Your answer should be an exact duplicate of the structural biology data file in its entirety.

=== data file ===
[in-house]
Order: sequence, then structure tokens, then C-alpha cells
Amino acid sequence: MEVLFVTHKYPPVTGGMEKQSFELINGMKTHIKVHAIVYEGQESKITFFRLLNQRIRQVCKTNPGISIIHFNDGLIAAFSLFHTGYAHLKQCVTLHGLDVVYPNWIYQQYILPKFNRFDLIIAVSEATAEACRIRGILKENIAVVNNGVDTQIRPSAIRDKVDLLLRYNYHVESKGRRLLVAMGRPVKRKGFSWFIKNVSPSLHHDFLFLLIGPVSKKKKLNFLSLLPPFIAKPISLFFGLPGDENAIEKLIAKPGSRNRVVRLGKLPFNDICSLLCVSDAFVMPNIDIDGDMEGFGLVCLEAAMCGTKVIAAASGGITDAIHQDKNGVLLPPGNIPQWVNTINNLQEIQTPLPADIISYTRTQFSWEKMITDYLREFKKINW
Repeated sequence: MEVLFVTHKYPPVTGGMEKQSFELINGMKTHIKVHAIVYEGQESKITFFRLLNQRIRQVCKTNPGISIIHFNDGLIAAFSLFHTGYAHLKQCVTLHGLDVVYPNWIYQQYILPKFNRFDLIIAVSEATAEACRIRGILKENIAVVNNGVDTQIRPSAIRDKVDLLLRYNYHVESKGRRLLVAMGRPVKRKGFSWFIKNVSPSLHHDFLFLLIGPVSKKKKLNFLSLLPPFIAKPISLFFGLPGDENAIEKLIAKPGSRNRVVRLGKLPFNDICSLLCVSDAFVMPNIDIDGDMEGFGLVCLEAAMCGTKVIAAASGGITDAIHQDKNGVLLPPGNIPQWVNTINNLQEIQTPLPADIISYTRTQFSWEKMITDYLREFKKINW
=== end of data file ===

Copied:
[in-house]
Order: sequence, then structure tokens, then C-alpha cells
Amino acid sequence: MEVLFVTHKYPPVTGGMEKQSFELINGMKTHIKVHAIVYEGQESKITFFRLLNQRIRQVCKTNPGISIIHFNDGLIAAFSLFHTGYAHLKQCVTLHGLDVVYPNWIYQQYILPKFNRFDLIIAVSEATAEACRIRGILKENIAVVNNGVDTQIRPSAIRDKVDLLLRYNYHVESKGRRLLVAMGRPVKRKGFSWFIKNVSPSLHHDFLFLLIGPVSKKKKLNFLSLLPPFIAKPISLFFGLPGDENAIEKLIAKPGSRNRVVRLGKLPFNDICSLLCVSDAFVMPNIDIDGDMEGFGLVCLEAAMCGTKVIAAASGGITDAIHQDKNGVLLPPGNIPQWVNTINNLQEIQTPLPADIISYTRTQFSWEKMITDYLREFKKINW
Repeated sequence: MEVLFVTHKYPPVTGGMEKQSFELINGMKTHIKVHAIVYEGQESKITFFRLLNQRIRQVCKTNPGISIIHFNDGLIAAFSLFHTGYAHLKQCVTLHGLDVVYPNWIYQQYILPKFNRFDLIIAVSEATAEACRIRGILKENIAVVNNGVDTQIRPSAIRDKVDLLLRYNYHVESKGRRLLVAMGRPVKRKGFSWFIKNVSPSLHHDFLFLLIGPVSKKKKLNFLSLLPPFIAKPISLFFGLPGDENAIEKLIAKPGSRNRVVRLGKLPFNDICSLLCVSDAFVMPNIDIDGDMEGFGLVCLEAAMCGTKVIAAASGGITDAIHQDKNGVLLPPGNIPQWVNTINNLQEIQTPLPADIISYTRTQFSWEKMITDYLREFKKINW